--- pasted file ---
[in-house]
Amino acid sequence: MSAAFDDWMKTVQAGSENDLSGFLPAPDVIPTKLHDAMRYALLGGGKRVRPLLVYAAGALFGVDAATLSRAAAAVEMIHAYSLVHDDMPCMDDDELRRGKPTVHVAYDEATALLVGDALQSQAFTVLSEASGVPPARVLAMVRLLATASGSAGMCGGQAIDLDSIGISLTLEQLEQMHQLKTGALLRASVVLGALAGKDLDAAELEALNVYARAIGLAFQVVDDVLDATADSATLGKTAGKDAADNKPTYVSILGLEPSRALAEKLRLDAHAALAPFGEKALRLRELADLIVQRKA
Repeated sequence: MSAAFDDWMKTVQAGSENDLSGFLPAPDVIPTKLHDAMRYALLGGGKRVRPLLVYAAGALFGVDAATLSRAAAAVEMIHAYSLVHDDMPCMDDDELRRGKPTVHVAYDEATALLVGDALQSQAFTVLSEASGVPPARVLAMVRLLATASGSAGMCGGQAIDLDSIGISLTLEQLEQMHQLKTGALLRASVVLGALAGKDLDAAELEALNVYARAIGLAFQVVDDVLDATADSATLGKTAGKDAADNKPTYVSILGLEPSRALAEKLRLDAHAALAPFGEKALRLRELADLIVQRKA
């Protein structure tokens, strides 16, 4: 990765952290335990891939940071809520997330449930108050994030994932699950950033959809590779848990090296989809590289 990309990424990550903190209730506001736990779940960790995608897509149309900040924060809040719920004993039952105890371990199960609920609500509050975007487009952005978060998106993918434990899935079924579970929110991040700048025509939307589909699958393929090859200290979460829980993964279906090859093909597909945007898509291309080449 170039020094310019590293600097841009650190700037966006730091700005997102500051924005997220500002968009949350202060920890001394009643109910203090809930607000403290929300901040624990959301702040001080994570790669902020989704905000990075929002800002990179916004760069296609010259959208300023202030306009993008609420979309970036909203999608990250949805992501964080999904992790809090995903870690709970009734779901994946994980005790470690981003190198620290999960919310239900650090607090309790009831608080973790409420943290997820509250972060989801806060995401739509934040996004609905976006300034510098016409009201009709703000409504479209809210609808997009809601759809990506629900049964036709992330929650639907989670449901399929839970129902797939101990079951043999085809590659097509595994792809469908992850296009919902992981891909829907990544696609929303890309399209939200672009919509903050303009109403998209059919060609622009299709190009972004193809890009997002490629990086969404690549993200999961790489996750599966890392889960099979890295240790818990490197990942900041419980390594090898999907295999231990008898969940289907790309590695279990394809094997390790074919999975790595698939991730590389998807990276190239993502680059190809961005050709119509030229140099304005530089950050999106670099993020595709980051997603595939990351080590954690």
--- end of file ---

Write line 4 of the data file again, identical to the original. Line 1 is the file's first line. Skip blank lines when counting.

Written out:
């Protein structure tokens, strides 16, 4: 990765952290335990891939940071809520997330449930108050994030994932699950950033959809590779848990090296989809590289 990309990424990550903190209730506001736990779940960790995608897509149309900040924060809040719920004993039952105890371990199960609920609500509050975007487009952005978060998106993918434990899935079924579970929110991040700048025509939307589909699958393929090859200290979460829980993964279906090859093909597909945007898509291309080449 170039020094310019590293600097841009650190700037966006730091700005997102500051924005997220500002968009949350202060920890001394009643109910203090809930607000403290929300901040624990959301702040001080994570790669902020989704905000990075929002800002990179916004760069296609010259959208300023202030306009993008609420979309970036909203999608990250949805992501964080999904992790809090995903870690709970009734779901994946994980005790470690981003190198620290999960919310239900650090607090309790009831608080973790409420943290997820509250972060989801806060995401739509934040996004609905976006300034510098016409009201009709703000409504479209809210609808997009809601759809990506629900049964036709992330929650639907989670449901399929839970129902797939101990079951043999085809590659097509595994792809469908992850296009919902992981891909829907990544696609929303890309399209939200672009919509903050303009109403998209059919060609622009299709190009972004193809890009997002490629990086969404690549993200999961790489996750599966890392889960099979890295240790818990490197990942900041419980390594090898999907295999231990008898969940289907790309590695279990394809094997390790074919999975790595698939991730590389998807990276190239993502680059190809961005050709119509030229140099304005530089950050999106670099993020595709980051997603595939990351080590954690």